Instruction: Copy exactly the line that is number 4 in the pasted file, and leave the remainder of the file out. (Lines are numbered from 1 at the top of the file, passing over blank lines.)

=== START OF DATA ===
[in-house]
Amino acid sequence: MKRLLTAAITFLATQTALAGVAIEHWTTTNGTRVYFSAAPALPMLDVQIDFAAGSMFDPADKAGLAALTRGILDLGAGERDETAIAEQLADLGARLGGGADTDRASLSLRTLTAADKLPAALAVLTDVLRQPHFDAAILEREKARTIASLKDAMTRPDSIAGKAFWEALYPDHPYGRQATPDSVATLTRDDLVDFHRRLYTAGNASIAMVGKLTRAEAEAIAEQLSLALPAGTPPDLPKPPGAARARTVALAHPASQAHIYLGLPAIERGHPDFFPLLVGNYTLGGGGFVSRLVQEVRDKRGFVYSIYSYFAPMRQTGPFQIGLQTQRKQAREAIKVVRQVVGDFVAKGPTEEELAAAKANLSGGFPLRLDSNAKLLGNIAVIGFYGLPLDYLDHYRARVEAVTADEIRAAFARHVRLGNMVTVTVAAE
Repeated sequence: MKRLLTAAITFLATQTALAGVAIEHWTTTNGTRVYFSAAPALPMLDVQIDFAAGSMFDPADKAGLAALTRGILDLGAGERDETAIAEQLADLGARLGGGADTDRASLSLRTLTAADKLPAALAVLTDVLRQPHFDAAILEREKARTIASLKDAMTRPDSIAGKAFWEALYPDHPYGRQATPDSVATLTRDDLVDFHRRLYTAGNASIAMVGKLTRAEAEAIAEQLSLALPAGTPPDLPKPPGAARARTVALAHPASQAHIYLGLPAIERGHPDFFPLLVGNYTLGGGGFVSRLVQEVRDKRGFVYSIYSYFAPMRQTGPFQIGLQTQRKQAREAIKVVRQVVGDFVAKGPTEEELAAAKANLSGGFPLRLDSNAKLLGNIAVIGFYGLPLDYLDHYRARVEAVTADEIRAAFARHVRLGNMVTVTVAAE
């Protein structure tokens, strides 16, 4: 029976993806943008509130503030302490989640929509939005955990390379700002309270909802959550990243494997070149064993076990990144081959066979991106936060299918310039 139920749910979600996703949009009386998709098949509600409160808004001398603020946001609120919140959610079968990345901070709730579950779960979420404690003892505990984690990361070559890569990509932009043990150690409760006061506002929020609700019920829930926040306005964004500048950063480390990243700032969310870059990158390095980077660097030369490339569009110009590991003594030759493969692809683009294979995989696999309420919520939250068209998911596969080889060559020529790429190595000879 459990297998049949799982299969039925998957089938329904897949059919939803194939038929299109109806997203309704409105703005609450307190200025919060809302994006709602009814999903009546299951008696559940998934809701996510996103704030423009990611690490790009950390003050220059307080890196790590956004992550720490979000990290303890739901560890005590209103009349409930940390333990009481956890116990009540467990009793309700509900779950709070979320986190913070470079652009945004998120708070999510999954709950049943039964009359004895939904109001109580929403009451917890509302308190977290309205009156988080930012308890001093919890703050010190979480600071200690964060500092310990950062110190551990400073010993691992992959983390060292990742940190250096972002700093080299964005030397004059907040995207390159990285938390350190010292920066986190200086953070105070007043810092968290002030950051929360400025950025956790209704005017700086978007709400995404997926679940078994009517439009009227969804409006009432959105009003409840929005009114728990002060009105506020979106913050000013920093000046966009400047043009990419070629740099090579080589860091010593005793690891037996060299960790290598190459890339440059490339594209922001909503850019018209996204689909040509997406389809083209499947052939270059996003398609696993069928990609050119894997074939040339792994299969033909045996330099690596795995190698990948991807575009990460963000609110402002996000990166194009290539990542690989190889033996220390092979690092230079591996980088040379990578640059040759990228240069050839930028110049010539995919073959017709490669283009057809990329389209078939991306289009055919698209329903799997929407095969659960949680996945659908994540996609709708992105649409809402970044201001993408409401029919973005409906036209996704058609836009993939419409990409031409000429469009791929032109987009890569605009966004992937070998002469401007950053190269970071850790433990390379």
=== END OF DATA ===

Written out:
């Protein structure tokens, strides 16, 4: 029976993806943008509130503030302490989640929509939005955990390379700002309270909802959550990243494997070149064993076990990144081959066979991106936060299918310039 139920749910979600996703949009009386998709098949509600409160808004001398603020946001609120919140959610079968990345901070709730579950779960979420404690003892505990984690990361070559890569990509932009043990150690409760006061506002929020609700019920829930926040306005964004500048950063480390990243700032969310870059990158390095980077660097030369490339569009110009590991003594030759493969692809683009294979995989696999309420919520939250068209998911596969080889060559020529790429190595000879 459990297998049949799982299969039925998957089938329904897949059919939803194939038929299109109806997203309704409105703005609450307190200025919060809302994006709602009814999903009546299951008696559940998934809701996510996103704030423009990611690490790009950390003050220059307080890196790590956004992550720490979000990290303890739901560890005590209103009349409930940390333990009481956890116990009540467990009793309700509900779950709070979320986190913070470079652009945004998120708070999510999954709950049943039964009359004895939904109001109580929403009451917890509302308190977290309205009156988080930012308890001093919890703050010190979480600071200690964060500092310990950062110190551990400073010993691992992959983390060292990742940190250096972002700093080299964005030397004059907040995207390159990285938390350190010292920066986190200086953070105070007043810092968290002030950051929360400025950025956790209704005017700086978007709400995404997926679940078994009517439009009227969804409006009432959105009003409840929005009114728990002060009105506020979106913050000013920093000046966009400047043009990419070629740099090579080589860091010593005793690891037996060299960790290598190459890339440059490339594209922001909503850019018209996204689909040509997406389809083209499947052939270059996003398609696993069928990609050119894997074939040339792994299969033909045996330099690596795995190698990948991807575009990460963000609110402002996000990166194009290539990542690989190889033996220390092979690092230079591996980088040379990578640059040759990228240069050839930028110049010539995919073959017709490669283009057809990329389209078939991306289009055919698209329903799997929407095969659960949680996945659908994540996609709708992105649409809402970044201001993408409401029919973005409906036209996704058609836009993939419409990409031409000429469009791929032109987009890569605009966004992937070998002469401007950053190269970071850790433990390379």